University of Wisconsin-Milwaukee
Volume 18, Number 1
April 2005

Leadership Change in Nonprofit Milwaukee : Making Transitions Work

This issue of Research and Opinion offers results of a Fall 2004 survey of nonprofit executive directors in Milwaukee , Waukesha , Washington and Ozaukee counties along with commentary addressing implications for nonprofit boards and funders. The survey was conducted in order to gather information about the potential scope and impact of executive leadership transitions and to inform the further development of strategies to address the pending general shift in leaders. As part of the first national study of leadership transition in the nonprofit sector, the Milwaukee survey was one of 24

conducted nationwide. The local study was sponsored by the Greater Milwaukee Foundation, the Donors Forum of Wisconsin and the Helen Bader Institute for Nonprofit Management at the University of Wisconsin–Milwaukee in partnership with the Annie E. Casey Foundation.

Nonprofit Executive Leadership and Transitions Survey 2004: Milwaukee 1
Paige Hull Teegarden, Managance Consulting

Nonprofits in the four-county Milwaukee area are likely to face an increase in the number of executive transitions over the next several years. Based on this survey, 66% of nonprofit organizations are likely to experience an executive transition within the next five years in comparison with 56% over the past 10 years. Responding organizations with smaller operating budgets—under $500,000—are more likely to lose their executive directors over the next five years than are large organizations with budgets over $2 million. Further, 43% of community development and neighborhood revitalization nonprofits are likely to lose their executives in the next two years.

Effective leadership is a critical element of successful organizations. Not surprisingly then, the period of executive leadership transition—the departure of a current, and the hiring of a new executive director or chief staff officer—is fraught with risk. Further, research has shown that an “era of transition” is looming as baby-boomers are nearing retirement age.

Since 2000 the Annie E. Casey Foundation has supported pioneering research to understand the potential scope of executive leadership transitions in the nonprofit sector, and to identify and develop promising practices for assisting nonprofits in successfully managing these transitions. It is also exploring the Foundation's role in assisting grantees to move successfully through the organizational challenges of leadership transition.

The Foundation's work builds on a growing corpus of knowledge about executive transitions in nonprofits developed by the Neighborhood Reinvestment Corporation, CompassPoint Nonprofit Services and Maryland Association of Nonprofit Organizations. Conducted during the last decade, this research highlights the risks of failed or unsuccessful transitions, noting that poorly managed executive transitions incur high costs to organizations and communities. For example, too frequently there is repeat executive turnover and extended periods of under-performance. In extreme circumstances organizations go out of business, leaving a wake of broken commitments and financial entanglements.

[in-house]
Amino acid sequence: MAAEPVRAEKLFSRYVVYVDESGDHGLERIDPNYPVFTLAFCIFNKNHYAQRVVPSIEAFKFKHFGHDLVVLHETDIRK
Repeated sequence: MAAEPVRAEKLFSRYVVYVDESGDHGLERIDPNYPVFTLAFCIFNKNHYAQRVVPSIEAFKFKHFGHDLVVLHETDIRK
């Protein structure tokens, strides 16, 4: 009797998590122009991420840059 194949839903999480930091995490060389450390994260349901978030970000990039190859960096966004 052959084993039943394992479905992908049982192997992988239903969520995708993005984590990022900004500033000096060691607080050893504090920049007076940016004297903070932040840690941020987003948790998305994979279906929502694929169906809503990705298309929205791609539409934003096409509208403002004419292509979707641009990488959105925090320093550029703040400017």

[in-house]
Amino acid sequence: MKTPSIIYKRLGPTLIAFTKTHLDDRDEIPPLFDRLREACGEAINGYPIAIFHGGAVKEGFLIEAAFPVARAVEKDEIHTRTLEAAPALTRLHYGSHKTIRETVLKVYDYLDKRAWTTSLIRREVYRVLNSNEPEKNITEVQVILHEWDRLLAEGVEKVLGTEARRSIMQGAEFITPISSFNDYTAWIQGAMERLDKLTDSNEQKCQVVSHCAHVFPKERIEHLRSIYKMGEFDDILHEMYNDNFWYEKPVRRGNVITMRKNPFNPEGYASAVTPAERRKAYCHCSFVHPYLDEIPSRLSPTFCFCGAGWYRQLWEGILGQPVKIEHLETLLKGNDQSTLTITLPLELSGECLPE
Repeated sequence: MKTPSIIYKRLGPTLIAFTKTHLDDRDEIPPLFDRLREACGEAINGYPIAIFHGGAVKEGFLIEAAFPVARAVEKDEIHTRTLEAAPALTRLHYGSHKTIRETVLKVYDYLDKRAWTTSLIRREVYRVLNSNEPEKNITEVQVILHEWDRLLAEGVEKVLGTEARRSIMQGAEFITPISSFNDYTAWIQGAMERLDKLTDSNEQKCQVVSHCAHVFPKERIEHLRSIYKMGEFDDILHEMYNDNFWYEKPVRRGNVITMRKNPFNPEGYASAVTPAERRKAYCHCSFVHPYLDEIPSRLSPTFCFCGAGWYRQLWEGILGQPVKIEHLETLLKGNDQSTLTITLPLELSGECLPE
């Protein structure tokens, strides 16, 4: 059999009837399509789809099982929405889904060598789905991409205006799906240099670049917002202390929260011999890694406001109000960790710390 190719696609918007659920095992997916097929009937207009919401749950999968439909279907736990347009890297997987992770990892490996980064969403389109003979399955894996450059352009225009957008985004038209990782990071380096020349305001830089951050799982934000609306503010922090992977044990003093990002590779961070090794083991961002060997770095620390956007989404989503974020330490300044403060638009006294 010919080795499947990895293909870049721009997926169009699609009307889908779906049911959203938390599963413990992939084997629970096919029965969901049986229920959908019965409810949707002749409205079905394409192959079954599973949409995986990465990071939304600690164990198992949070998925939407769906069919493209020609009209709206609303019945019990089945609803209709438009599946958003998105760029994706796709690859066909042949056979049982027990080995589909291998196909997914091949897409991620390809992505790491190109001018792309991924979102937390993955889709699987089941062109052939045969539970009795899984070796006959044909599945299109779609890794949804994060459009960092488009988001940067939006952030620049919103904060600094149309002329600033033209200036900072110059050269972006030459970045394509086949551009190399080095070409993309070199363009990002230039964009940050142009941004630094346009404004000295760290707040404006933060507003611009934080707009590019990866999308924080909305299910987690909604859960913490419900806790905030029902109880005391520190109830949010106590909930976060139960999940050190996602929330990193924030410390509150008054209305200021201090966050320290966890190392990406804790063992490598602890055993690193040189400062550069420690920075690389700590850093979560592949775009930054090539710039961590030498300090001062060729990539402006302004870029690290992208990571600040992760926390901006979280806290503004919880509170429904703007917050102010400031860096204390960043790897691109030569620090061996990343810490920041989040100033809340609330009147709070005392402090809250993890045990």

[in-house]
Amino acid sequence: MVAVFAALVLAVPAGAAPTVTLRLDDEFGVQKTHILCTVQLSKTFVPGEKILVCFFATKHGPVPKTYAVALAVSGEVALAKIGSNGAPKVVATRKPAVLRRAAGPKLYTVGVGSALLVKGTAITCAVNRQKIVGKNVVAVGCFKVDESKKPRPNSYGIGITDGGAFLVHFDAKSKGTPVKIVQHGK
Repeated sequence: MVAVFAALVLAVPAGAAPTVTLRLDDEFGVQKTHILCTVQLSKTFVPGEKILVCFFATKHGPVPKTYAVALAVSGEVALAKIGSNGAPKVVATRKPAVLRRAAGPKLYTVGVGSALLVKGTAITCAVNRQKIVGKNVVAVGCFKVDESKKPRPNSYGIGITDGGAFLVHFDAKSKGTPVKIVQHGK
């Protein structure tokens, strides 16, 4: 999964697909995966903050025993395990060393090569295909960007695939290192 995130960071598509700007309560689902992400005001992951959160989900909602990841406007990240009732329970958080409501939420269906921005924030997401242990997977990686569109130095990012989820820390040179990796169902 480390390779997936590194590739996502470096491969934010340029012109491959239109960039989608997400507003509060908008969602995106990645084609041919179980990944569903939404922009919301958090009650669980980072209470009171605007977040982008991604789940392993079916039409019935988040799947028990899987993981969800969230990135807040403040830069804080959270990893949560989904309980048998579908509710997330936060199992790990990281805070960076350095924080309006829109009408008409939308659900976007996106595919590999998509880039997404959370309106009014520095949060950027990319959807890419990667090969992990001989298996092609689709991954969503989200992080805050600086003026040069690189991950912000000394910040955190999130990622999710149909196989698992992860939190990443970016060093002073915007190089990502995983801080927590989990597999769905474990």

Executive directors from Milwaukee , Waukesha , Washington and Ozaukee counties were contacted for this study. (This four-county area is referred to as the Milwaukee area throughout the report.) This survey is part of the first national study of leadership transition in the nonprofit sector. The aim of this study is to better understand how leadership transitions will impact organizations in the nonprofit sector, and inform the further development of strategies to address the pending generational shift in leaders. The results from this survey will be combined with results from all the other participating organizations and geographies to form a national report on the State of Executive Leadership and Transitions in the U.S.

Key Summary Findings 2

The following is a summary of the key findings from this survey.

Organization Size. A majority of respondents are small organizations, with 46% having fewer than five full-time equivalent staff people and 50% having operating budgets less than one-half million dollars. Only 11% of the organizations have budgets of more than $5 million.

Executive Director Stability and Potential Transitions. A majority of responding nonprofits in the Milwaukee area have had relatively stable leadership over the past 10 years, with 77% having had only one or two executives.

Nonprofits are likely to face an upward trend in the number of transitions. Fifty-six percent of respondents have had an executive transition in the past ten years, whereas 66^ expect a transition in the next five years. Further, 55% of the current executives are over 50 years old, and labor force participation rates decline at 62 years old. This implies a growing number of transitions as these executives begin to retire. Twenty-six percent of responding organizations are likely to experience a change in leadership in the next two years.